Sunday, December 2, 2012

Educating and exhibiting artists

The fact remains that twice as many female artists graduate from our art schools compared to male artists. 

Gender representation in a selection of 2011 Bachelor of Visual Art degree courses nationally
Data collected from 2011 graduation exhibition websites 
(Charles Darwin University not included as no data available)

Based on this fact you would expect to see twice the work exhibited in our public and commercial galleries and museums to be by female artists. CoUNTess has noted before how gender representation is reflected in the workplace of other female-dominated degree programs.  

Gender representation in exhibitions from a selection (one from each state) of CAOS contemporary art space galleries

Even if half of graduating female artists turned out to be unambitious or uninteresting, then you should still expect to see half of the work exhibited in our art spaces to be by female artists. Yet, it’s not like that. Instead, what is represented in most galleries is the reverse of what the graduate statistics lead us to expect.

Gender representation total in percentages of visual art graduates in 2011 and exhibiting artists in selected CAOS galleries (one selected from each state)

A third of artists exhibiting in CAOS galleries for example are women, yet women make up two thirds of art school graduates. That means that a female graduate has a much less chance of getting recognition and remuneration than a male graduate. 

CoUNTess numbers have consistently shown that women artists make up 60-65% of the artist population (the pool) yet get 33-40% of the pie, while male artists who make up 33-40% of the artist population get 60-65% of the pie.


wellywood woman said...

Brilliant! Thanks very much for this.

wellywood woman said...

Brilliant! Thanks very much for this!

Anonymous said...

These shitty stats really expose the shittiness of the unspoken gender bias in the arts.
Good on you for doing the hard work,

Anonymous said...

Who are curating CAOS-exhibitions? What is their gender balance?

Anonymous said...

these stats are both discouraging and disappointing... lucky there is no need for feminism these days...

wellywood woman said...

And now I've incorporated some of your stats into my own blog about women artists in NZ. Thanks a million!

Louise Mayhew said...

In my morning's trawl of the internet I've read both this (thanks CoUNTess) and a quote on how we inaccurately perceive the who speaks more in public space, lectures and classes. It's well documented that when a room is equally gender mixed if women in the room speak an equal number of times as men it is perceived that they speak more. I seem to remember (hopefully accurately) that it isn't perceived that men and women speak equally until the realty is that men contribute 70% of the conversation and women only 30%.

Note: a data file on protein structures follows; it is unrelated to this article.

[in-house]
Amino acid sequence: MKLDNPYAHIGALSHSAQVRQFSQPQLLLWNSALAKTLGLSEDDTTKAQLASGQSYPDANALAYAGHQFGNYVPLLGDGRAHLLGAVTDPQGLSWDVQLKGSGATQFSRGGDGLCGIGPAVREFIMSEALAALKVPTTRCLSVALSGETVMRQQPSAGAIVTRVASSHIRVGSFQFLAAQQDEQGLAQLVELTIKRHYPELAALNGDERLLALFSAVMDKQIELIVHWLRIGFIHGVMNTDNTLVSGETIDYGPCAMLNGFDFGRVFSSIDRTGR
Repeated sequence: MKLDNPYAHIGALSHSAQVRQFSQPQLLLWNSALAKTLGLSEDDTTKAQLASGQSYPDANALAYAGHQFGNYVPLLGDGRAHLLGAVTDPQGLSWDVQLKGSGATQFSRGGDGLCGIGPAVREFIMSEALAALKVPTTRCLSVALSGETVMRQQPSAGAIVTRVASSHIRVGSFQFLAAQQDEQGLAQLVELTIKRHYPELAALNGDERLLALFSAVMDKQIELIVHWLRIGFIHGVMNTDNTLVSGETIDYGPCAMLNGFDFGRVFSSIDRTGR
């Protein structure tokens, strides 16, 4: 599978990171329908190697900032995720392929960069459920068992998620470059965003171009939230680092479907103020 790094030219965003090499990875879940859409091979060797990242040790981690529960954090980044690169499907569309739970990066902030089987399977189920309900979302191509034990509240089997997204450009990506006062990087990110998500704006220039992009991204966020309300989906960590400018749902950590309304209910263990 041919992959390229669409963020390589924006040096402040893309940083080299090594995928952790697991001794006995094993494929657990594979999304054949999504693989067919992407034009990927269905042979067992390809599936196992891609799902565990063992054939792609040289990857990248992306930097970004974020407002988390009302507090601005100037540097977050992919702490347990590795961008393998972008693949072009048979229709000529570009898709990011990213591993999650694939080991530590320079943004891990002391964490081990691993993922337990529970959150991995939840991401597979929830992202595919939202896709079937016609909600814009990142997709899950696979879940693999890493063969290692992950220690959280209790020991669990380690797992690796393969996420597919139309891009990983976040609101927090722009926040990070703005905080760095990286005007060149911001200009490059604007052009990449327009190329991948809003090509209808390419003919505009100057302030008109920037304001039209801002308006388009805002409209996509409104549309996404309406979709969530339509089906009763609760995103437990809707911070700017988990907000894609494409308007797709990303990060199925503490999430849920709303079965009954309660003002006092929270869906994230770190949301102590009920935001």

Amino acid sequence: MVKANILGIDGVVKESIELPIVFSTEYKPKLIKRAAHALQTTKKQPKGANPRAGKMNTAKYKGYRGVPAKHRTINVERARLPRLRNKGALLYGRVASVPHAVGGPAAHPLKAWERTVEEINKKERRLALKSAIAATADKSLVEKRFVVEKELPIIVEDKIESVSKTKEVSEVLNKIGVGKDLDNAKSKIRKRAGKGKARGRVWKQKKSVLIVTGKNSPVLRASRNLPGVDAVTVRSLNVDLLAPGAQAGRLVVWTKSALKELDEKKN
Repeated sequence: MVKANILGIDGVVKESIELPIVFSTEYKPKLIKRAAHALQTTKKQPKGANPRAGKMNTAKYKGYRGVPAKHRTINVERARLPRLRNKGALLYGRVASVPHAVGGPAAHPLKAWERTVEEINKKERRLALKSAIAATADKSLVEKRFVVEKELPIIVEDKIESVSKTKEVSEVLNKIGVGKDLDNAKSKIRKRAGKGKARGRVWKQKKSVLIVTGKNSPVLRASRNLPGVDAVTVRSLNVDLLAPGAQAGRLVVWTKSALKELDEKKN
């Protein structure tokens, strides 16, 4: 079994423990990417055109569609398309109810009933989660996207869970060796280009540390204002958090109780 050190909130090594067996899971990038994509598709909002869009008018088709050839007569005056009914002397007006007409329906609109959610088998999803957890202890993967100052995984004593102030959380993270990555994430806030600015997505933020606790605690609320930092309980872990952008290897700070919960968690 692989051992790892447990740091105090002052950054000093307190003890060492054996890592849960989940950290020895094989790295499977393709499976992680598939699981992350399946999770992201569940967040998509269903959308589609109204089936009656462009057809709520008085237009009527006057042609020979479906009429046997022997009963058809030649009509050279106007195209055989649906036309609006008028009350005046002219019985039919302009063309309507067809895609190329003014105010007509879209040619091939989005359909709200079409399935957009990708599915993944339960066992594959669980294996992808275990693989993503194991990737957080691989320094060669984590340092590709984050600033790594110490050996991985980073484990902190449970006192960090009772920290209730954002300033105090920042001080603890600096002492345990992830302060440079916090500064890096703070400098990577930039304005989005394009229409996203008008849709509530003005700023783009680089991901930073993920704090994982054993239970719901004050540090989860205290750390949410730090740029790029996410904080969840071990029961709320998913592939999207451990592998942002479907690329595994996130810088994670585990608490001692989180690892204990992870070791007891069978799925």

I'm sure there must be a link here, that somehow although women are represented less, and factualy we know and can count and draw graphs and make it known that they are represented less, maybe somehow it seems as though they are represented equally.

The quote is here:

I'll try to think on this and hash out a proper response sometime soon.

Anonymous said...

Hello there,

I have just discovered this blog - and it is awesome. I feel like the blinkers have come off, and now I understand what is really going on.

As (one of the lucky few, I might add) female artists showing around the usual public/ commercial traps, I can tell you, the stats you uncover bear out in my experience of the art world.

Public institutions have a responsibility to collect more female artwork - and from this, things can change, collectors be influenced, commercial galleries sign more female artists, and increase the sales of those they already have. Public institutions have a duty to lead, as no other sector in the artworld will do it - and they should be accountable for this.

Anyway, thank you for all this great work you are doing. Amazing!

Anastasia Klose

Anonymous said...

WOW! Its so great to know that Countess is out there and counting. The issue of gender representation is rarely engaged directly by galleries/institutions. In many cases it's looked at retrospectively or as someone else's issue - next time.
Thank you Countess